HSUS charges that most of Smithfield’s breeding sows are confined in gestation crates for nearly their entire lives. Smithfield responded to these charges saying in a statement there is no legal basis for this latest HSUS demand.
HSUS contends that in 2007, Smithfield pledged to end its use of gestation crates at company-owned facilities within 10 years. But HSUS said in 2009, citing economic reasons, Smithfield withdrew its timeline. C. Larry Pope, Smithfield CEO, assured HSUS a modified deadline would be reinstated once there was a recovery.
HSUS claims Smithfield has refused to institute a deadline or offer a reason for its failure to live up to its commitments.
HSUS said in a news release it has repeatedly asked Smithfield to verify its conversion numbers and reveal how the figures were calculated, but claims Smithfield has refused to provide any substantiating data despite making numerous recent public statements extolling its own transparency.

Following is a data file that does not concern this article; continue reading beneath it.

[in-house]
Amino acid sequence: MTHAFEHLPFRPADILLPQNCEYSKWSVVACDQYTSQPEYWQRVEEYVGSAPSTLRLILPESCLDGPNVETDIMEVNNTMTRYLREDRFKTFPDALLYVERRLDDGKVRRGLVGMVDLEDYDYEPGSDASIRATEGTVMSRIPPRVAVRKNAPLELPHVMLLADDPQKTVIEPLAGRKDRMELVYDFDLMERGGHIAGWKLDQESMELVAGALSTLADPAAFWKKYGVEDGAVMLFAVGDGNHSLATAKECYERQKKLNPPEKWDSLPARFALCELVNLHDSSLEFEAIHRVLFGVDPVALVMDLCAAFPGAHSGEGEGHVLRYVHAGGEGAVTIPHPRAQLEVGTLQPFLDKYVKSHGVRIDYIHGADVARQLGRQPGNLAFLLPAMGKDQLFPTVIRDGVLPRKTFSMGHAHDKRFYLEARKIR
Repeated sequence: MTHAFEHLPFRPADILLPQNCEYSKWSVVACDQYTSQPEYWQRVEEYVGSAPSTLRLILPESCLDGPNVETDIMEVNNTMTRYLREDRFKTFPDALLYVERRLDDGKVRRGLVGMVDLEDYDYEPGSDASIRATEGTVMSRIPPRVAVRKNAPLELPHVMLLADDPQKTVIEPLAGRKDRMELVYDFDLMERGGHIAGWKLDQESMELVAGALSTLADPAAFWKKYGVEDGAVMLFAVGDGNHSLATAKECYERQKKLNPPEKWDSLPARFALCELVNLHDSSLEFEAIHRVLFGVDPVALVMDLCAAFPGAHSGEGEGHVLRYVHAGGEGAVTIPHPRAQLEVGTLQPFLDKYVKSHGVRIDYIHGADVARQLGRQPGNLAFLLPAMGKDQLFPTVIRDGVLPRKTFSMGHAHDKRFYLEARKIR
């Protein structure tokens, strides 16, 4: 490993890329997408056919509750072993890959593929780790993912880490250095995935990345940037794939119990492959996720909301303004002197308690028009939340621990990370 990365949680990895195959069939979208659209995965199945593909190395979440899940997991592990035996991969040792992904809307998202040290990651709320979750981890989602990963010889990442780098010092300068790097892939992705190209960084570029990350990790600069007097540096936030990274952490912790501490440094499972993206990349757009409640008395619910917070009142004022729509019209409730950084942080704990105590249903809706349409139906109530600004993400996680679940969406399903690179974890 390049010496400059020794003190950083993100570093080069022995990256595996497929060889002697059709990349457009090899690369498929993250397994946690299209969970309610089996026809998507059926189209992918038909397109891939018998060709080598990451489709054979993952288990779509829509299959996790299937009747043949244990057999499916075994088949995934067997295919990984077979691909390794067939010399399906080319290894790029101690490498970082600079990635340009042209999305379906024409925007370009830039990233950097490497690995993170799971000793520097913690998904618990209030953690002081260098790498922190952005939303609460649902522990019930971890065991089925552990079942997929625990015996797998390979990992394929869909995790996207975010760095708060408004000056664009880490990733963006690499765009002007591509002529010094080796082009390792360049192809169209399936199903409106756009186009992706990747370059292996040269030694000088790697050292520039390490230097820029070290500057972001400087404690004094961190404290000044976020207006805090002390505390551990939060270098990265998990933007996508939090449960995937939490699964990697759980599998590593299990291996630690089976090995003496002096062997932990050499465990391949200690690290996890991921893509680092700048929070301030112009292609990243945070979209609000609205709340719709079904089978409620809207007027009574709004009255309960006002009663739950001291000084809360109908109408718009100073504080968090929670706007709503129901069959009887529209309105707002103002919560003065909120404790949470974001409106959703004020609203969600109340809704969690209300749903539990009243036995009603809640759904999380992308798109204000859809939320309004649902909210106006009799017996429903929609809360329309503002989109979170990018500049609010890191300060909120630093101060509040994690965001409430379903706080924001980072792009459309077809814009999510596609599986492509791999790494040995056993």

As a result, HSUS said it is exercising its right as a shareholder to inspect the corporate records and review the data directly.
“There is no legal basis for this demand made by HSUS to Smithfield,” countered Smithfield in a statement. “We believe this is yet another unsubstantiated attempt by this organization to support its cause.”
Smithfield Foods was the first major producer in the US pork industry (which includes more than 60,000 producers) to publicly commit to converting sow housing to group pens, the company pointed out. While the conversion slowed during the recent recession, the company publicly announced at Smithfield’s September 2010 shareholders’ meeting that significant resources had again been committed to the conversion.
“The conversion is ongoing, and we remain on track to have converted 30 percent of our company-owned sow farms to pen-style housing by the end of 2011. We will update our continuing progress and post that information on our websites,” Smithfield’s statement concluded.